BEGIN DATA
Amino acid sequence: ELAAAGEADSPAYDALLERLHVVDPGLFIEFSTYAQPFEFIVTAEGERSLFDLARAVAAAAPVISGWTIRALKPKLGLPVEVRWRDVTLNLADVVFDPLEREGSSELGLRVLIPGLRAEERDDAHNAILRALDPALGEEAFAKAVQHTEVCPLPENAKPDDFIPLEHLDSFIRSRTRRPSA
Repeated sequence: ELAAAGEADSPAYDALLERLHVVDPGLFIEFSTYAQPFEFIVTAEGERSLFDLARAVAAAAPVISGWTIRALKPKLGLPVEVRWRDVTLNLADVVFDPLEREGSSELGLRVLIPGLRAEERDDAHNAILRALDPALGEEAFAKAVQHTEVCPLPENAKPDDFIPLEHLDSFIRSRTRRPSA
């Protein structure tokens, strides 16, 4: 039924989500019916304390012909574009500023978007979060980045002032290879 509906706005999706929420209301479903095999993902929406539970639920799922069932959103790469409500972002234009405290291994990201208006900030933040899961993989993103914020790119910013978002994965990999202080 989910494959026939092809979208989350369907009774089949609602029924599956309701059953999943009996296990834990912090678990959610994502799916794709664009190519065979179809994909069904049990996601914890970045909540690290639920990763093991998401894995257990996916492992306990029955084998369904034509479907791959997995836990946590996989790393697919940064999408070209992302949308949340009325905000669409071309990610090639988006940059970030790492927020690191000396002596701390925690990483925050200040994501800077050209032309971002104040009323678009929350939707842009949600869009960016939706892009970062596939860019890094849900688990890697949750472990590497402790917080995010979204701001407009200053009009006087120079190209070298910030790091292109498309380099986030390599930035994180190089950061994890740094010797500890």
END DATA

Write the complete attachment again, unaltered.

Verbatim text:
Amino acid sequence: ELAAAGEADSPAYDALLERLHVVDPGLFIEFSTYAQPFEFIVTAEGERSLFDLARAVAAAAPVISGWTIRALKPKLGLPVEVRWRDVTLNLADVVFDPLEREGSSELGLRVLIPGLRAEERDDAHNAILRALDPALGEEAFAKAVQHTEVCPLPENAKPDDFIPLEHLDSFIRSRTRRPSA
Repeated sequence: ELAAAGEADSPAYDALLERLHVVDPGLFIEFSTYAQPFEFIVTAEGERSLFDLARAVAAAAPVISGWTIRALKPKLGLPVEVRWRDVTLNLADVVFDPLEREGSSELGLRVLIPGLRAEERDDAHNAILRALDPALGEEAFAKAVQHTEVCPLPENAKPDDFIPLEHLDSFIRSRTRRPSA
């Protein structure tokens, strides 16, 4: 039924989500019916304390012909574009500023978007979060980045002032290879 509906706005999706929420209301479903095999993902929406539970639920799922069932959103790469409500972002234009405290291994990201208006900030933040899961993989993103914020790119910013978002994965990999202080 989910494959026939092809979208989350369907009774089949609602029924599956309701059953999943009996296990834990912090678990959610994502799916794709664009190519065979179809994909069904049990996601914890970045909540690290639920990763093991998401894995257990996916492992306990029955084998369904034509479907791959997995836990946590996989790393697919940064999408070209992302949308949340009325905000669409071309990610090639988006940059970030790492927020690191000396002596701390925690990483925050200040994501800077050209032309971002104040009323678009929350939707842009949600869009960016939706892009970062596939860019890094849900688990890697949750472990590497402790917080995010979204701001407009200053009009006087120079190209070298910030790091292109498309380099986030390599930035994180190089950061994890740094010797500890």